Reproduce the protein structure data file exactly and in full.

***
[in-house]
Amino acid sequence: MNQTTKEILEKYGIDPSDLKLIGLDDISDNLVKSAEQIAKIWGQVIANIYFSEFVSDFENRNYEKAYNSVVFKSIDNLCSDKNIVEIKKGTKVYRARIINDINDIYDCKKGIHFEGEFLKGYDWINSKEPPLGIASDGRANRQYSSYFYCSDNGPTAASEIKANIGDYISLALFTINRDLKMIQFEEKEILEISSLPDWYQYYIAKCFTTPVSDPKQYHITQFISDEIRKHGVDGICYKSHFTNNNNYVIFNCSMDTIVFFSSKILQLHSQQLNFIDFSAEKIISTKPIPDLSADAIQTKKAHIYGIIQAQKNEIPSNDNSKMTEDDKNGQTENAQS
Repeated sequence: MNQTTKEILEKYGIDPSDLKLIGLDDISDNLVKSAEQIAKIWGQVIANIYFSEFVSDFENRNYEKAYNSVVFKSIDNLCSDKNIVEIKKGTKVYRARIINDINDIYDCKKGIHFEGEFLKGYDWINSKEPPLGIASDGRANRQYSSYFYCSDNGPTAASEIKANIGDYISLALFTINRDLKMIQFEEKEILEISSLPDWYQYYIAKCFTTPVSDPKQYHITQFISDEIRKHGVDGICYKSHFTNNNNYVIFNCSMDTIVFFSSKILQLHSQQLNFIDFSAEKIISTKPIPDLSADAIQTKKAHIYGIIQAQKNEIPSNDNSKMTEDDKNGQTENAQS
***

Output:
[in-house]
Amino acid sequence: MNQTTKEILEKYGIDPSDLKLIGLDDISDNLVKSAEQIAKIWGQVIANIYFSEFVSDFENRNYEKAYNSVVFKSIDNLCSDKNIVEIKKGTKVYRARIINDINDIYDCKKGIHFEGEFLKGYDWINSKEPPLGIASDGRANRQYSSYFYCSDNGPTAASEIKANIGDYISLALFTINRDLKMIQFEEKEILEISSLPDWYQYYIAKCFTTPVSDPKQYHITQFISDEIRKHGVDGICYKSHFTNNNNYVIFNCSMDTIVFFSSKILQLHSQQLNFIDFSAEKIISTKPIPDLSADAIQTKKAHIYGIIQAQKNEIPSNDNSKMTEDDKNGQTENAQS
Repeated sequence: MNQTTKEILEKYGIDPSDLKLIGLDDISDNLVKSAEQIAKIWGQVIANIYFSEFVSDFENRNYEKAYNSVVFKSIDNLCSDKNIVEIKKGTKVYRARIINDINDIYDCKKGIHFEGEFLKGYDWINSKEPPLGIASDGRANRQYSSYFYCSDNGPTAASEIKANIGDYISLALFTINRDLKMIQFEEKEILEISSLPDWYQYYIAKCFTTPVSDPKQYHITQFISDEIRKHGVDGICYKSHFTNNNNYVIFNCSMDTIVFFSSKILQLHSQQLNFIDFSAEKIISTKPIPDLSADAIQTKKAHIYGIIQAQKNEIPSNDNSKMTEDDKNGQTENAQS